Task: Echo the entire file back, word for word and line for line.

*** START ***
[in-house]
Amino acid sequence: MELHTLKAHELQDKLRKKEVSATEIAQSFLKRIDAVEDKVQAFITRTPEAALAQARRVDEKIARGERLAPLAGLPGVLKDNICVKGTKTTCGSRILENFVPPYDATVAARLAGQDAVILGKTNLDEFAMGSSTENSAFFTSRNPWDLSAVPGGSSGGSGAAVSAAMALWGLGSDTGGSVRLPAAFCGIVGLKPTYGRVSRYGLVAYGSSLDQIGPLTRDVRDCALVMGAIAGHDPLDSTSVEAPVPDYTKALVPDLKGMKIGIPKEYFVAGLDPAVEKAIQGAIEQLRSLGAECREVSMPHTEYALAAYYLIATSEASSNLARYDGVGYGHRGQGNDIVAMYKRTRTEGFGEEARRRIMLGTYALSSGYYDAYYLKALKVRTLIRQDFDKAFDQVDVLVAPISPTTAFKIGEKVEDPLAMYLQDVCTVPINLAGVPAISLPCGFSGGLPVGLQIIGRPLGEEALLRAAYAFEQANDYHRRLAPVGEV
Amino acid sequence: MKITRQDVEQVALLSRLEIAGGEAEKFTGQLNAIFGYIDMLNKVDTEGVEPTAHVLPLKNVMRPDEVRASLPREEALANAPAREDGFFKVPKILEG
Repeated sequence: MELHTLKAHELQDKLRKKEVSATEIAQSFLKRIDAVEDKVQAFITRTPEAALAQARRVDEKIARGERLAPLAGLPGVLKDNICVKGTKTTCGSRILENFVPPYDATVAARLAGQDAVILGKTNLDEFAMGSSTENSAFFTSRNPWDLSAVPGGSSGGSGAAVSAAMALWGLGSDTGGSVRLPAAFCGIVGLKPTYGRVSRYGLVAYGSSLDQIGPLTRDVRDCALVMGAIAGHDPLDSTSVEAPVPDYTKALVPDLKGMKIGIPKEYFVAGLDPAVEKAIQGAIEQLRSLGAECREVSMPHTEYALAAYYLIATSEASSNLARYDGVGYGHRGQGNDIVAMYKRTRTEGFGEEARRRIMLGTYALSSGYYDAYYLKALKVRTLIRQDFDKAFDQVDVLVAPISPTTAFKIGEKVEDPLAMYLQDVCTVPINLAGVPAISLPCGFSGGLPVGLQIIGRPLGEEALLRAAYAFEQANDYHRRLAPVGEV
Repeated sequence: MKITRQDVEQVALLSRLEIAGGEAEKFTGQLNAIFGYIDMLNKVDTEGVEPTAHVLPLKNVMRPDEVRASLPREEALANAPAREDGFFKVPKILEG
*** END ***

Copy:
[in-house]
Amino acid sequence: MELHTLKAHELQDKLRKKEVSATEIAQSFLKRIDAVEDKVQAFITRTPEAALAQARRVDEKIARGERLAPLAGLPGVLKDNICVKGTKTTCGSRILENFVPPYDATVAARLAGQDAVILGKTNLDEFAMGSSTENSAFFTSRNPWDLSAVPGGSSGGSGAAVSAAMALWGLGSDTGGSVRLPAAFCGIVGLKPTYGRVSRYGLVAYGSSLDQIGPLTRDVRDCALVMGAIAGHDPLDSTSVEAPVPDYTKALVPDLKGMKIGIPKEYFVAGLDPAVEKAIQGAIEQLRSLGAECREVSMPHTEYALAAYYLIATSEASSNLARYDGVGYGHRGQGNDIVAMYKRTRTEGFGEEARRRIMLGTYALSSGYYDAYYLKALKVRTLIRQDFDKAFDQVDVLVAPISPTTAFKIGEKVEDPLAMYLQDVCTVPINLAGVPAISLPCGFSGGLPVGLQIIGRPLGEEALLRAAYAFEQANDYHRRLAPVGEV
Amino acid sequence: MKITRQDVEQVALLSRLEIAGGEAEKFTGQLNAIFGYIDMLNKVDTEGVEPTAHVLPLKNVMRPDEVRASLPREEALANAPAREDGFFKVPKILEG
Repeated sequence: MELHTLKAHELQDKLRKKEVSATEIAQSFLKRIDAVEDKVQAFITRTPEAALAQARRVDEKIARGERLAPLAGLPGVLKDNICVKGTKTTCGSRILENFVPPYDATVAARLAGQDAVILGKTNLDEFAMGSSTENSAFFTSRNPWDLSAVPGGSSGGSGAAVSAAMALWGLGSDTGGSVRLPAAFCGIVGLKPTYGRVSRYGLVAYGSSLDQIGPLTRDVRDCALVMGAIAGHDPLDSTSVEAPVPDYTKALVPDLKGMKIGIPKEYFVAGLDPAVEKAIQGAIEQLRSLGAECREVSMPHTEYALAAYYLIATSEASSNLARYDGVGYGHRGQGNDIVAMYKRTRTEGFGEEARRRIMLGTYALSSGYYDAYYLKALKVRTLIRQDFDKAFDQVDVLVAPISPTTAFKIGEKVEDPLAMYLQDVCTVPINLAGVPAISLPCGFSGGLPVGLQIIGRPLGEEALLRAAYAFEQANDYHRRLAPVGEV
Repeated sequence: MKITRQDVEQVALLSRLEIAGGEAEKFTGQLNAIFGYIDMLNKVDTEGVEPTAHVLPLKNVMRPDEVRASLPREEALANAPAREDGFFKVPKILEG